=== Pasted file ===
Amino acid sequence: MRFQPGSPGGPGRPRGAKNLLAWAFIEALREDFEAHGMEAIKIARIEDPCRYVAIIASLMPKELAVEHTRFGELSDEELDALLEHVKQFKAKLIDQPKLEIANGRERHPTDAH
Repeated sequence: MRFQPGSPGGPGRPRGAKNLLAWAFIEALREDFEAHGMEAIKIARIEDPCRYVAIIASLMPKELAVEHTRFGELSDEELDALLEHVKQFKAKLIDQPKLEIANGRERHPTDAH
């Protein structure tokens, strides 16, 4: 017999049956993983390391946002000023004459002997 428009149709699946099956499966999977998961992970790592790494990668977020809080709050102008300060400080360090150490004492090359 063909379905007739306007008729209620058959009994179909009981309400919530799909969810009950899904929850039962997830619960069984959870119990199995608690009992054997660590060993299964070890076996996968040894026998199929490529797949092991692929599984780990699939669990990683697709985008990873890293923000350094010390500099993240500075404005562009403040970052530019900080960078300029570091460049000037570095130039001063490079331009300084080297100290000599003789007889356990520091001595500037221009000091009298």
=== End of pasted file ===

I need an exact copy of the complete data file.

Amino acid sequence: MRFQPGSPGGPGRPRGAKNLLAWAFIEALREDFEAHGMEAIKIARIEDPCRYVAIIASLMPKELAVEHTRFGELSDEELDALLEHVKQFKAKLIDQPKLEIANGRERHPTDAH
Repeated sequence: MRFQPGSPGGPGRPRGAKNLLAWAFIEALREDFEAHGMEAIKIARIEDPCRYVAIIASLMPKELAVEHTRFGELSDEELDALLEHVKQFKAKLIDQPKLEIANGRERHPTDAH
């Protein structure tokens, strides 16, 4: 017999049956993983390391946002000023004459002997 428009149709699946099956499966999977998961992970790592790494990668977020809080709050102008300060400080360090150490004492090359 063909379905007739306007008729209620058959009994179909009981309400919530799909969810009950899904929850039962997830619960069984959870119990199995608690009992054997660590060993299964070890076996996968040894026998199929490529797949092991692929599984780990699939669990990683697709985008990873890293923000350094010390500099993240500075404005562009403040970052530019900080960078300029570091460049000037570095130039001063490079331009300084080297100290000599003789007889356990520091001595500037221009000091009298």